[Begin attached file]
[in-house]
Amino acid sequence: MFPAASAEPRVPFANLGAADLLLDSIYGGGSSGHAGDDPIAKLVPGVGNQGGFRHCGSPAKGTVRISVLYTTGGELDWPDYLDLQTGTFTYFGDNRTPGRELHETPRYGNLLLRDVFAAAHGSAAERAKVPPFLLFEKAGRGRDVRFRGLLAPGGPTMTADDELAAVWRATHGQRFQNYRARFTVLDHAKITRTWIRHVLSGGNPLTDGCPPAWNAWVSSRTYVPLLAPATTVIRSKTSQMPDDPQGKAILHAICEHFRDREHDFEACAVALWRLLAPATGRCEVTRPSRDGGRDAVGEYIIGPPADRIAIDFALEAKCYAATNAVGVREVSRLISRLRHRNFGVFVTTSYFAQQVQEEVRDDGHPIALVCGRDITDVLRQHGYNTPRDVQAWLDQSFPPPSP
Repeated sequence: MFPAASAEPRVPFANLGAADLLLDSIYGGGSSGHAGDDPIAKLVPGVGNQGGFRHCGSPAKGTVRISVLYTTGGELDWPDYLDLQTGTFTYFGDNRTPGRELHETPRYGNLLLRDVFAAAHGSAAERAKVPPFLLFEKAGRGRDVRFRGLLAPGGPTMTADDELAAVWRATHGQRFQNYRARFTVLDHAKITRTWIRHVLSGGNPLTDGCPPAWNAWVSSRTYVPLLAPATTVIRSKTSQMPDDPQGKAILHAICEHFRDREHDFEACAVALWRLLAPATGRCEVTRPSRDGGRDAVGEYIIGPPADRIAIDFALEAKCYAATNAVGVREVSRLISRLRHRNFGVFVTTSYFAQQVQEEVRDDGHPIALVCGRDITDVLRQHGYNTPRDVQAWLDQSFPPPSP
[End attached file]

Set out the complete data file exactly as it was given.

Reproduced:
[in-house]
Amino acid sequence: MFPAASAEPRVPFANLGAADLLLDSIYGGGSSGHAGDDPIAKLVPGVGNQGGFRHCGSPAKGTVRISVLYTTGGELDWPDYLDLQTGTFTYFGDNRTPGRELHETPRYGNLLLRDVFAAAHGSAAERAKVPPFLLFEKAGRGRDVRFRGLLAPGGPTMTADDELAAVWRATHGQRFQNYRARFTVLDHAKITRTWIRHVLSGGNPLTDGCPPAWNAWVSSRTYVPLLAPATTVIRSKTSQMPDDPQGKAILHAICEHFRDREHDFEACAVALWRLLAPATGRCEVTRPSRDGGRDAVGEYIIGPPADRIAIDFALEAKCYAATNAVGVREVSRLISRLRHRNFGVFVTTSYFAQQVQEEVRDDGHPIALVCGRDITDVLRQHGYNTPRDVQAWLDQSFPPPSP
Repeated sequence: MFPAASAEPRVPFANLGAADLLLDSIYGGGSSGHAGDDPIAKLVPGVGNQGGFRHCGSPAKGTVRISVLYTTGGELDWPDYLDLQTGTFTYFGDNRTPGRELHETPRYGNLLLRDVFAAAHGSAAERAKVPPFLLFEKAGRGRDVRFRGLLAPGGPTMTADDELAAVWRATHGQRFQNYRARFTVLDHAKITRTWIRHVLSGGNPLTDGCPPAWNAWVSSRTYVPLLAPATTVIRSKTSQMPDDPQGKAILHAICEHFRDREHDFEACAVALWRLLAPATGRCEVTRPSRDGGRDAVGEYIIGPPADRIAIDFALEAKCYAATNAVGVREVSRLISRLRHRNFGVFVTTSYFAQQVQEEVRDDGHPIALVCGRDITDVLRQHGYNTPRDVQAWLDQSFPPPSP